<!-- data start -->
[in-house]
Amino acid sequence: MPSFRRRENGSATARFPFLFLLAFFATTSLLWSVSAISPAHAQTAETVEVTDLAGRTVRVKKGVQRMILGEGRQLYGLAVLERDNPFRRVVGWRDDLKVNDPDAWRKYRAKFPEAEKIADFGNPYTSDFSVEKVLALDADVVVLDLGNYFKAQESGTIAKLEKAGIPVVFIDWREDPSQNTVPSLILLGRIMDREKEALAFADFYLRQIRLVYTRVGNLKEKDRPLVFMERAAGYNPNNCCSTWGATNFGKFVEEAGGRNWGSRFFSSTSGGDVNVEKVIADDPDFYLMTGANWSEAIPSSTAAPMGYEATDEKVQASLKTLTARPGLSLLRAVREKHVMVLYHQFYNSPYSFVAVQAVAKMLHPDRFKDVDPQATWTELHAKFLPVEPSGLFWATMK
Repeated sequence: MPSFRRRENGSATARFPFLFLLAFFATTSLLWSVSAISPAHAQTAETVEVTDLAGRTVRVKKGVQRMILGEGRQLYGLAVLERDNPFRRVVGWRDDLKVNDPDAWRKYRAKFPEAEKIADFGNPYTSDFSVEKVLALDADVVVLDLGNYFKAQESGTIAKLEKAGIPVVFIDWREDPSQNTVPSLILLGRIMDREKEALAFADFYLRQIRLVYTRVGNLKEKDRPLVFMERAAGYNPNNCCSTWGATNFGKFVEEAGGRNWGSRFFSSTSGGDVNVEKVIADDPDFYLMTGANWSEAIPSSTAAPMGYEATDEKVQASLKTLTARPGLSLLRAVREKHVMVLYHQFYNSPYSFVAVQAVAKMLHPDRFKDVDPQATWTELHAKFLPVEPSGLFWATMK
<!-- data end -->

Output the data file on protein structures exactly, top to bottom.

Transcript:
[in-house]
Amino acid sequence: MPSFRRRENGSATARFPFLFLLAFFATTSLLWSVSAISPAHAQTAETVEVTDLAGRTVRVKKGVQRMILGEGRQLYGLAVLERDNPFRRVVGWRDDLKVNDPDAWRKYRAKFPEAEKIADFGNPYTSDFSVEKVLALDADVVVLDLGNYFKAQESGTIAKLEKAGIPVVFIDWREDPSQNTVPSLILLGRIMDREKEALAFADFYLRQIRLVYTRVGNLKEKDRPLVFMERAAGYNPNNCCSTWGATNFGKFVEEAGGRNWGSRFFSSTSGGDVNVEKVIADDPDFYLMTGANWSEAIPSSTAAPMGYEATDEKVQASLKTLTARPGLSLLRAVREKHVMVLYHQFYNSPYSFVAVQAVAKMLHPDRFKDVDPQATWTELHAKFLPVEPSGLFWATMK
Repeated sequence: MPSFRRRENGSATARFPFLFLLAFFATTSLLWSVSAISPAHAQTAETVEVTDLAGRTVRVKKGVQRMILGEGRQLYGLAVLERDNPFRRVVGWRDDLKVNDPDAWRKYRAKFPEAEKIADFGNPYTSDFSVEKVLALDADVVVLDLGNYFKAQESGTIAKLEKAGIPVVFIDWREDPSQNTVPSLILLGRIMDREKEALAFADFYLRQIRLVYTRVGNLKEKDRPLVFMERAAGYNPNNCCSTWGATNFGKFVEEAGGRNWGSRFFSSTSGGDVNVEKVIADDPDFYLMTGANWSEAIPSSTAAPMGYEATDEKVQASLKTLTARPGLSLLRAVREKHVMVLYHQFYNSPYSFVAVQAVAKMLHPDRFKDVDPQATWTELHAKFLPVEPSGLFWATMK